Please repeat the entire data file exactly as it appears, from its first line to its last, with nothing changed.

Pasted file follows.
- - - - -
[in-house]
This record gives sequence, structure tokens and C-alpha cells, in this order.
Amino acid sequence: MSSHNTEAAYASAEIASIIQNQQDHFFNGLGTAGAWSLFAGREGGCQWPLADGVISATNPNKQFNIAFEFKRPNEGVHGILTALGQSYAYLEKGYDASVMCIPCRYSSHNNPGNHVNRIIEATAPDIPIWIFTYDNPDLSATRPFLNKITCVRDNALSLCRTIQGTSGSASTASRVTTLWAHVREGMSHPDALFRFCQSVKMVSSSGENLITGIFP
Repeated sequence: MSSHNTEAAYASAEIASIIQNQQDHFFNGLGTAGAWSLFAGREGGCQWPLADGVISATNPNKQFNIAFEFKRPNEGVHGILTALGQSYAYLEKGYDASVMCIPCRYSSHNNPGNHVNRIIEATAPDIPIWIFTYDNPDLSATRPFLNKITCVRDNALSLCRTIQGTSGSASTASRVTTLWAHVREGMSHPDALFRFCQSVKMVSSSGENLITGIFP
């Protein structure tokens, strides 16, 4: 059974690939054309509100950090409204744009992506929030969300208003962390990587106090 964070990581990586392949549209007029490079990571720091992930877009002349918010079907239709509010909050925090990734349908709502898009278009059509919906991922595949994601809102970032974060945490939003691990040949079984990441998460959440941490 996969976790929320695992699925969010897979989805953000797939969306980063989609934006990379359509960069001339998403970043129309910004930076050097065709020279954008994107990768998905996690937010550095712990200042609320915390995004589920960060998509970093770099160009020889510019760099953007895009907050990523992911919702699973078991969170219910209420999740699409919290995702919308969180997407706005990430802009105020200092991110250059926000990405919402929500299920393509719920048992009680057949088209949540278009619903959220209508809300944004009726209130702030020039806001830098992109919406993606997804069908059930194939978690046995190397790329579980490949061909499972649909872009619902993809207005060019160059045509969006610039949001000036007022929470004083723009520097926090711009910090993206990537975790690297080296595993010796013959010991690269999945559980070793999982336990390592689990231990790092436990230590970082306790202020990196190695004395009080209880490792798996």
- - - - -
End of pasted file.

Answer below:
[in-house]
This record gives sequence, structure tokens and C-alpha cells, in this order.
Amino acid sequence: MSSHNTEAAYASAEIASIIQNQQDHFFNGLGTAGAWSLFAGREGGCQWPLADGVISATNPNKQFNIAFEFKRPNEGVHGILTALGQSYAYLEKGYDASVMCIPCRYSSHNNPGNHVNRIIEATAPDIPIWIFTYDNPDLSATRPFLNKITCVRDNALSLCRTIQGTSGSASTASRVTTLWAHVREGMSHPDALFRFCQSVKMVSSSGENLITGIFP
Repeated sequence: MSSHNTEAAYASAEIASIIQNQQDHFFNGLGTAGAWSLFAGREGGCQWPLADGVISATNPNKQFNIAFEFKRPNEGVHGILTALGQSYAYLEKGYDASVMCIPCRYSSHNNPGNHVNRIIEATAPDIPIWIFTYDNPDLSATRPFLNKITCVRDNALSLCRTIQGTSGSASTASRVTTLWAHVREGMSHPDALFRFCQSVKMVSSSGENLITGIFP
């Protein structure tokens, strides 16, 4: 059974690939054309509100950090409204744009992506929030969300208003962390990587106090 964070990581990586392949549209007029490079990571720091992930877009002349918010079907239709509010909050925090990734349908709502898009278009059509919906991922595949994601809102970032974060945490939003691990040949079984990441998460959440941490 996969976790929320695992699925969010897979989805953000797939969306980063989609934006990379359509960069001339998403970043129309910004930076050097065709020279954008994107990768998905996690937010550095712990200042609320915390995004589920960060998509970093770099160009020889510019760099953007895009907050990523992911919702699973078991969170219910209420999740699409919290995702919308969180997407706005990430802009105020200092991110250059926000990405919402929500299920393509719920048992009680057949088209949540278009619903959220209508809300944004009726209130702030020039806001830098992109919406993606997804069908059930194939978690046995190397790329579980490949061909499972649909872009619902993809207005060019160059045509969006610039949001000036007022929470004083723009520097926090711009910090993206990537975790690297080296595993010796013959010991690269999945559980070793999982336990390592689990231990790092436990230590970082306790202020990196190695004395009080209880490792798996």